The problem of deaths on rural roads comes into sharper focus when we consider that only 17% of the population live in rural areas ( See Defra Official Statistics).

Something has to be done to protect pedestrians, cyclists and horse riders in rural areas. The Highway Code muddles up the guidance for cities and towns with that for rural areas. This ignores the fact that speed limits and traffic speeds generally are much higher in rural areas than in cities and towns, which often benefit from a 30 mph speed limit or even 20 mph. Many rural roads don’t have a speed limit, meaning that drivers are entitled, irrespective of the narrowness of the road to drive at 60 mph!

The Highway Code should have a section dedicated to rural areas, – possibly entitled the ‘Countryside Safety Code’. Guidance and rules appertaining to the safety of pedestrians, cyclists and horse riders should be drawn together under this heading with a specific focus on addressing car and lorry drivers. This focus requires a new rule – one of the ‘duty of care’.

Call for commercial vehicles to use ‘commercial sat navs’

Sat Navs would show restrictions on the screen in the vehicle

The current Highway Code gives no guidance on the use of satellite navigation and yet its use is commonplace for commercial and lorry vehicle drivers. As you may know the Local Government Association (LGA), which represents more than 370 councils in England and Wales have called for all lorry drivers who use sat navs to be compelled to use commercial sat nav models. The LGA say “ Villages and rural communities across the country have been blighted by a recent spate of lorry smashes”.

Lorry drivers who get wedged in narrow roads or under bridges not only endanger themselves, other road users and pedestrians, but also cause massive disruption. This has a significant impact on local economies, particularly in rural areas. Rural communities are fed-up with lorries ignoring weight and width restrictions and using country lanes like trunk roads.

Obviously new legislation is required, but in the meantime, the Highway Code could include guidance specifically focusing on the importance of using the correct type of satellite navigation when driving in the countryside or through our villages and towns. Clear advice and guidance needs to be included in the Highway Code, focusing commercial and freight lorry vehicle drivers onto the use of correct navigation devices.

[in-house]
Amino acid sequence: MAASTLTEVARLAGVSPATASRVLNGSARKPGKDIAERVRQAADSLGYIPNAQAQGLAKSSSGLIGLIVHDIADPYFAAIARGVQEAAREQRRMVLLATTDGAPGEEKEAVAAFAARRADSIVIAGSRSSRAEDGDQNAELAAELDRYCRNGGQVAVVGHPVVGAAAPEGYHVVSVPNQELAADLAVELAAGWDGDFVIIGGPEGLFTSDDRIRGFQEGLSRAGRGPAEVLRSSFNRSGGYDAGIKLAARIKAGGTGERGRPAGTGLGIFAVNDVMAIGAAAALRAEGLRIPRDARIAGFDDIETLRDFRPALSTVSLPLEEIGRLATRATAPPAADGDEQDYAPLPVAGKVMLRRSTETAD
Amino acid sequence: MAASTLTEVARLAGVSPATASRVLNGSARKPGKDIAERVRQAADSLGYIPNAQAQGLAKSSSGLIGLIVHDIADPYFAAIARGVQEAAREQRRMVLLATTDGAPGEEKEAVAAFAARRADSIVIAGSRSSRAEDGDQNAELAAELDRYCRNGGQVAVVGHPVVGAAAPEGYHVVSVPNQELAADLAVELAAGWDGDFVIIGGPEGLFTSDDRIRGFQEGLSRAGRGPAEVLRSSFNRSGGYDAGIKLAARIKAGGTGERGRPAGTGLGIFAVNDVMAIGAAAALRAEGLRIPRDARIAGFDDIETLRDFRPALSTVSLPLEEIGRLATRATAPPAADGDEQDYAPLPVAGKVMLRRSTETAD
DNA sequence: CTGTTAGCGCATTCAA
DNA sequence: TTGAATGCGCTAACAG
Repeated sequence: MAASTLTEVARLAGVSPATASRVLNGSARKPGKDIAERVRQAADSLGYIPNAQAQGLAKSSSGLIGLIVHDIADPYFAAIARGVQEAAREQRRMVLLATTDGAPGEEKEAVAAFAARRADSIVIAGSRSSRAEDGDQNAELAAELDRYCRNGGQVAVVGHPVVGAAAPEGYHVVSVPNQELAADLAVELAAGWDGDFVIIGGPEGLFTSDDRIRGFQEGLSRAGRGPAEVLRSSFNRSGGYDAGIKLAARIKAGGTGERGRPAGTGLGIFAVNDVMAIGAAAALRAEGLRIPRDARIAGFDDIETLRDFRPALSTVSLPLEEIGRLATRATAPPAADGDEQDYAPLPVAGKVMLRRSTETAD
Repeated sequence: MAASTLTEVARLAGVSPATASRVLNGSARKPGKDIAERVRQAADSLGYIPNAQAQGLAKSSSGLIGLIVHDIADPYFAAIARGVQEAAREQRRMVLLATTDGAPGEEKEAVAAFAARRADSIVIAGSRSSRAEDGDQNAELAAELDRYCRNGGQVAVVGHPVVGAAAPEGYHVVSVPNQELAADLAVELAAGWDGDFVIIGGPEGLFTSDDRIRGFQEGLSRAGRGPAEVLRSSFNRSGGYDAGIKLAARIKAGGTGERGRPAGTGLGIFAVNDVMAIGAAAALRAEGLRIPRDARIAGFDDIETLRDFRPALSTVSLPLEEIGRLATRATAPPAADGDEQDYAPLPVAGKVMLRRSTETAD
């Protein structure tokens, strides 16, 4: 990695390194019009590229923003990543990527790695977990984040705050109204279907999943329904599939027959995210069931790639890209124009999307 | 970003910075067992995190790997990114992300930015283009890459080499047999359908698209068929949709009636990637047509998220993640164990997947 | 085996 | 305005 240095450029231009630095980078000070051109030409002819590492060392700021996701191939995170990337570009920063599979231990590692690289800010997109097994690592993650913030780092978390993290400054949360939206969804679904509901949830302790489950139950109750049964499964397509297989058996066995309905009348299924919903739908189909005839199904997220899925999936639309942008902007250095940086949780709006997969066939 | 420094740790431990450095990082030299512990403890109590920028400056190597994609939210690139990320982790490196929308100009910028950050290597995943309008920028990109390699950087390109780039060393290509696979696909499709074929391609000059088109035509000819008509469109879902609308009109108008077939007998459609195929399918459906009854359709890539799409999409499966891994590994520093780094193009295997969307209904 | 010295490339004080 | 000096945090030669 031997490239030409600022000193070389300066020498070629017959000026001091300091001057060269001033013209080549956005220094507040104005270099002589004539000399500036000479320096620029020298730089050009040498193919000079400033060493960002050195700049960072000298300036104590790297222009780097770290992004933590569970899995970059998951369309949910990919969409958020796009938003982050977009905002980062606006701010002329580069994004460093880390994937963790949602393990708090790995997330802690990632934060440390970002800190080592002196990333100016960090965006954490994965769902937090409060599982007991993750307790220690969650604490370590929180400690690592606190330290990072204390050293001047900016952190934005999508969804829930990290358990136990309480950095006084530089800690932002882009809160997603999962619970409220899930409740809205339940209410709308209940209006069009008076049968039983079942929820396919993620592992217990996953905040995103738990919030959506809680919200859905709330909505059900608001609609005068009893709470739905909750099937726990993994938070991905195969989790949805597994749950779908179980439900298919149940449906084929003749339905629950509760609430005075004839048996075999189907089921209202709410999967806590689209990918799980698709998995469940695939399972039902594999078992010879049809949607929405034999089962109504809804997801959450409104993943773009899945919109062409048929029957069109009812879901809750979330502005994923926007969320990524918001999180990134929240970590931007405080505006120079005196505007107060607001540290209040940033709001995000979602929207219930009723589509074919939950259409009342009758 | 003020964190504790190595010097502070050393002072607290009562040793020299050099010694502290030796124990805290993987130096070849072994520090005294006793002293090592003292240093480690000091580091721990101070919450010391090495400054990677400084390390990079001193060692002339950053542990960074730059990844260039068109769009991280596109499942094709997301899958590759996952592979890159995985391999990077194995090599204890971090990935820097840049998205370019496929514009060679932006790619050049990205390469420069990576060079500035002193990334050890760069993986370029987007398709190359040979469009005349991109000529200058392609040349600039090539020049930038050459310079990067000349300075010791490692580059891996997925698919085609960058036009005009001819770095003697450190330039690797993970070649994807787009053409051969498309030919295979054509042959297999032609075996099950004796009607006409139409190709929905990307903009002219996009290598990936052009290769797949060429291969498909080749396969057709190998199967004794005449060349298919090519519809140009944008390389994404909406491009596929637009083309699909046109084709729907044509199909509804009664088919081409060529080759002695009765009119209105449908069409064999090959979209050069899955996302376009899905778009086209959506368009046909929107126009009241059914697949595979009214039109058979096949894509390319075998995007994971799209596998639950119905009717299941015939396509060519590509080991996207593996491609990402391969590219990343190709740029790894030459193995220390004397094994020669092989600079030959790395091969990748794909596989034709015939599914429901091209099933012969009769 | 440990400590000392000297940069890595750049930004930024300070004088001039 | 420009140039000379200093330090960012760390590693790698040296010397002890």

The Freight Transport Association (LOGISTICS UK) has advice on this matter going back to 2009 and they even advocate the use of sat navs which include cycle alert systems

I’m glad to see that you are considering changes which will make cycling and walking safer, as it’s absolutely crucial that more is done to enable people of all ages and abilities to feel safe and confident to cycle and walk for all or part of everyday journeys. This will, in turn, bring many benefits to individuals and to the country as a whole, including better health outcomes, reduced congestion and air pollution and, in the context of Covid-19, it will help reduce pressure on public transport.

These proposed changes could significantly improve the safety of our roads, enabling many more people to feel confident enough to choose to cycle and walk more regularly, and I’m glad to see they are being considered by the Department for Transport.

My full submission document (PDF)

Cycling UK’s full submission document (PDF)

1 Comment

  1. The Dutch have been building cycle lanes into their infrastructure since the 1950s and interestingly, put small mopeds onto cycle lanes rather than on the road. They also have a concept of “being a guest”, so in a pedestrian area, cycles are expected to behave considerately rather than being banned or dismounting. In residential areas, cars are expected to behave likewise.